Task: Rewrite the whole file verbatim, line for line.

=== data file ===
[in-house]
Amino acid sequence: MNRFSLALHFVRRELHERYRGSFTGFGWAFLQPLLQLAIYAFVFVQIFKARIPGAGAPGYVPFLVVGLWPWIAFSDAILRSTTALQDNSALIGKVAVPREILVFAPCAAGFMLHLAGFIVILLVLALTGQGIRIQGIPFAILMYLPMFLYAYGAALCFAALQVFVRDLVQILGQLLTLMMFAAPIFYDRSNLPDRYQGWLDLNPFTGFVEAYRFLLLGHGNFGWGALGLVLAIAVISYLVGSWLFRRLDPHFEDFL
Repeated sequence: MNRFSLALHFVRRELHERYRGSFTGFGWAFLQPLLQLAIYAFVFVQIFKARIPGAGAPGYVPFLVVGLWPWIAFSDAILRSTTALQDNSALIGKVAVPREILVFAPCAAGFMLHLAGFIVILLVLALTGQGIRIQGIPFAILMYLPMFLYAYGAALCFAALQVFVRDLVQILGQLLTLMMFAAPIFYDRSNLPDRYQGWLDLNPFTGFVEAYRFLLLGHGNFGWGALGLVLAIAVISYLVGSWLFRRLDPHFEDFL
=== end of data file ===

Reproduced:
[in-house]
Amino acid sequence: MNRFSLALHFVRRELHERYRGSFTGFGWAFLQPLLQLAIYAFVFVQIFKARIPGAGAPGYVPFLVVGLWPWIAFSDAILRSTTALQDNSALIGKVAVPREILVFAPCAAGFMLHLAGFIVILLVLALTGQGIRIQGIPFAILMYLPMFLYAYGAALCFAALQVFVRDLVQILGQLLTLMMFAAPIFYDRSNLPDRYQGWLDLNPFTGFVEAYRFLLLGHGNFGWGALGLVLAIAVISYLVGSWLFRRLDPHFEDFL
Repeated sequence: MNRFSLALHFVRRELHERYRGSFTGFGWAFLQPLLQLAIYAFVFVQIFKARIPGAGAPGYVPFLVVGLWPWIAFSDAILRSTTALQDNSALIGKVAVPREILVFAPCAAGFMLHLAGFIVILLVLALTGQGIRIQGIPFAILMYLPMFLYAYGAALCFAALQVFVRDLVQILGQLLTLMMFAAPIFYDRSNLPDRYQGWLDLNPFTGFVEAYRFLLLGHGNFGWGALGLVLAIAVISYLVGSWLFRRLDPHFEDFL